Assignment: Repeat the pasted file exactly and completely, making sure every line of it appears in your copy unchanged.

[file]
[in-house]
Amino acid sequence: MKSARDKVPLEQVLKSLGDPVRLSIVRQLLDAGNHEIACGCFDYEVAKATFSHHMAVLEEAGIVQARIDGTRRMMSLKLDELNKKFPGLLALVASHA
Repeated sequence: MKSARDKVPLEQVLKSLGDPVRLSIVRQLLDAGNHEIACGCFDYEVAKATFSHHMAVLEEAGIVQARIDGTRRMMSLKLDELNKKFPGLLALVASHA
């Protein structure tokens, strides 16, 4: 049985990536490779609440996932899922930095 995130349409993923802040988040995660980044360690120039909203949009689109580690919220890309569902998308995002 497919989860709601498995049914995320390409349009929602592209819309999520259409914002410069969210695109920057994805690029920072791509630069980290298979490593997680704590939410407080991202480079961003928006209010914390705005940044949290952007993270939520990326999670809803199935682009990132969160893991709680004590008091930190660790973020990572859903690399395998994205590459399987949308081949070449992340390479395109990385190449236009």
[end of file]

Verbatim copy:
[in-house]
Amino acid sequence: MKSARDKVPLEQVLKSLGDPVRLSIVRQLLDAGNHEIACGCFDYEVAKATFSHHMAVLEEAGIVQARIDGTRRMMSLKLDELNKKFPGLLALVASHA
Repeated sequence: MKSARDKVPLEQVLKSLGDPVRLSIVRQLLDAGNHEIACGCFDYEVAKATFSHHMAVLEEAGIVQARIDGTRRMMSLKLDELNKKFPGLLALVASHA
């Protein structure tokens, strides 16, 4: 049985990536490779609440996932899922930095 995130349409993923802040988040995660980044360690120039909203949009689109580690919220890309569902998308995002 497919989860709601498995049914995320390409349009929602592209819309999520259409914002410069969210695109920057994805690029920072791509630069980290298979490593997680704590939410407080991202480079961003928006209010914390705005940044949290952007993270939520990326999670809803199935682009990132969160893991709680004590008091930190660790973020990572859903690399395998994205590459399987949308081949070449992340390479395109990385190449236009």